To celebrate its 39th birthday, Central Co-op will be handing out personal-sized pies in front of the Broadway Performance Hall at Seattle Central College 11 a.m. to 2 p.m. Monday, Oct. 16. Seattle Central is at East Pine Street and Broadway.

Central Co-op recently tested itself to see how well it has been serving the community, and the results were better than CEO Garland McQueen expected.

Central Co-op: Feeding the Washington Economy was commissioned in July, ahead of National Co-op Month in October, and in anticipation of the cooperative’s 40th anniversary next year.

“We wanted to make sure we’re living up to the principles that we profess and how well we’re doing for the community,” McQueen said. “We expected some good results because we are a co-op, but this is a little better than we expected, and we’ll take it.”

The study found Central Co-op returns more than 52 percent of its revenue to the local economy, compared to an average 36 percent for other U.S. cooperatives and 23 percent for conventional grocery chains. Twenty percent of Central Co-op’s products are goods sourced from Washington growers and manufacturers.

“We do give a lot of benefits to our staff,” McQueen said. “We were one of the first to start the $15 wage thing back in 2015.”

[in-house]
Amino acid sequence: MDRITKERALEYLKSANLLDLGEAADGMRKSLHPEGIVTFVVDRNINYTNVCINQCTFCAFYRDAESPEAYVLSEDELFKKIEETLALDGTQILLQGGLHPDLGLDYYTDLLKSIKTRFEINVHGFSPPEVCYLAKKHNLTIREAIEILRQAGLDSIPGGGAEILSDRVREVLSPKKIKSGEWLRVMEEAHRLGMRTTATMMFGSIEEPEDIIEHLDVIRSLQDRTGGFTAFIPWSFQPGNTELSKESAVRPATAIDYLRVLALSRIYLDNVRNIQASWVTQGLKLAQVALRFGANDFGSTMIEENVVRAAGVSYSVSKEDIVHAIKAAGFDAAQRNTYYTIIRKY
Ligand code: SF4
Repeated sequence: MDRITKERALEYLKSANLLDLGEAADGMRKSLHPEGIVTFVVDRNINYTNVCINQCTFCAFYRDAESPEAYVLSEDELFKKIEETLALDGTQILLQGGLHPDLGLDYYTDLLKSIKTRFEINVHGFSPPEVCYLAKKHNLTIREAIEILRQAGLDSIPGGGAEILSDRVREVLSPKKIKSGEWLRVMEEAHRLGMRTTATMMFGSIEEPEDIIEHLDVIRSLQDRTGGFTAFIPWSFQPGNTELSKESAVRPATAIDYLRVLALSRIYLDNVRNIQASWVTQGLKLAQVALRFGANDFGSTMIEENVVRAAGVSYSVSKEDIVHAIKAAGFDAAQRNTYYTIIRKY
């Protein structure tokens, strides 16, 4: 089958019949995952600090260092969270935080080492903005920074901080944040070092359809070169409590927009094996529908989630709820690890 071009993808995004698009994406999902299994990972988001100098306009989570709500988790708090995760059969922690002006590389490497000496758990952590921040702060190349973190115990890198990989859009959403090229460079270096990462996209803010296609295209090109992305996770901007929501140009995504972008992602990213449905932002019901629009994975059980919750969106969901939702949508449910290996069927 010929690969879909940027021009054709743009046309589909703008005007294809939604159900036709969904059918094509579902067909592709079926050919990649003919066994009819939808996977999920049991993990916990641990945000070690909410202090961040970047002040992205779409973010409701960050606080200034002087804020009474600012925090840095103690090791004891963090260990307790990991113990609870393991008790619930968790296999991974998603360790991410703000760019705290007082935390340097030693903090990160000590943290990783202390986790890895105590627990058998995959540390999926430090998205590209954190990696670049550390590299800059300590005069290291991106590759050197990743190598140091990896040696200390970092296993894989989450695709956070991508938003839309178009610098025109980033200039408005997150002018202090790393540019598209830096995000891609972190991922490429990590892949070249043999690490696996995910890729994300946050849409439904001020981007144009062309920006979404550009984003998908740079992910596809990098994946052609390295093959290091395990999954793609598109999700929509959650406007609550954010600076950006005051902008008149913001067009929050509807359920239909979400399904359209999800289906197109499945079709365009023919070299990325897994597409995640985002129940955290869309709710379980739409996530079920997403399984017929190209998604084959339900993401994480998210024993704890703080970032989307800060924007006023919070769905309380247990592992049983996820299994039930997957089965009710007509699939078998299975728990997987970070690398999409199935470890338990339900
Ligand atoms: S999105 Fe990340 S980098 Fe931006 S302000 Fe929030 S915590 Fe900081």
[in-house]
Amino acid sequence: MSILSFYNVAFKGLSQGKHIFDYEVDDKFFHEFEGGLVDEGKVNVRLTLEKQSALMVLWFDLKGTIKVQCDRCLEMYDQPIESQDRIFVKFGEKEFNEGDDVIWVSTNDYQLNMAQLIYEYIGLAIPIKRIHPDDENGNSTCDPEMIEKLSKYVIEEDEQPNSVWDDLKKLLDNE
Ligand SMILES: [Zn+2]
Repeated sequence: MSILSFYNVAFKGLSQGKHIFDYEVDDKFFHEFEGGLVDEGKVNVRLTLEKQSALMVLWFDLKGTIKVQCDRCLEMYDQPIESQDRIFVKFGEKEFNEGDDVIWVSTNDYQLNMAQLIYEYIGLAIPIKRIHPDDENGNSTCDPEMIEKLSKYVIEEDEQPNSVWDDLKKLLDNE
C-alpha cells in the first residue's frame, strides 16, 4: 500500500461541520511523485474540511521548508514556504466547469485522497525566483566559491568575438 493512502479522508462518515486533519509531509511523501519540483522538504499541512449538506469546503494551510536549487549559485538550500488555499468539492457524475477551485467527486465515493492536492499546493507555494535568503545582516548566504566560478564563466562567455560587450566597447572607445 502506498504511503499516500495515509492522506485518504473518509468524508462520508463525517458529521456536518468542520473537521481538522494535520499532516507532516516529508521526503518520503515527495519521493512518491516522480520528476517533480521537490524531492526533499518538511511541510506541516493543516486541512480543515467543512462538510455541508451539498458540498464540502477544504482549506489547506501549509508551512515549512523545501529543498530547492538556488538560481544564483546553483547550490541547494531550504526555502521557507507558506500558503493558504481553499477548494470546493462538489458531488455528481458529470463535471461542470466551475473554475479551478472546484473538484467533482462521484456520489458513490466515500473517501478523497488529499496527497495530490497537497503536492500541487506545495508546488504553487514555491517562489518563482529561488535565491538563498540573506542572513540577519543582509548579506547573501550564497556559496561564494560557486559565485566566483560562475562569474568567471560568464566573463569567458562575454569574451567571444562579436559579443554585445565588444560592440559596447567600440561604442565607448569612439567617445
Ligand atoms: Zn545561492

The entry-level wage at Central Co-op is now $16.11 an hour, and 87 percent of full-time employees qualify for benefits. The study found Central Co-op spends 37 percent more than a typical grocery cooperative on labor.

The Capitol Hill cooperative switched to a solidarity model in 2015, allowing employees to buy into the co-op just like its customers do, receiving end-of-year dividends. McQueen said 40 percent of Central Co-op’s 120 employees have done so, with more signing up all the time.

“People stay quite a while. We have some people that have been with us for over 30 years,” he said. “We have a better turnover, or lack of turnover than a lot of chains or other grocery stores.”

Last year the co-op gave nearly $26,000 in need-based discounts to customers and donated more than 78,000 pounds of food to local agencies, according to a Central Co-op news release.

Central Co-op raised more than $15,000 in donations through its Rounded Up program, where customers agree to have their grocery totals rounded to the nearest dollar and the excess funds committed to charity. This year that program has nearly doubled its donation amount, and McQueen said this month Central is committed to raising funds for hurricane relief efforts.

The future Tacoma Co-op will operate using the same model as Central, McQueen said, with the hope being that the new store will open at 4502 N. Pearl St. in March. A sneak peek is planned there noon to 3 p.m. Saturday, Oct. 14. The original Tacoma site shut down in July 2016, after Central Co-op states lease negotiations were not agreeable. A vote to merge with Tacoma Food Co-Op was approved by community owners in December 2015.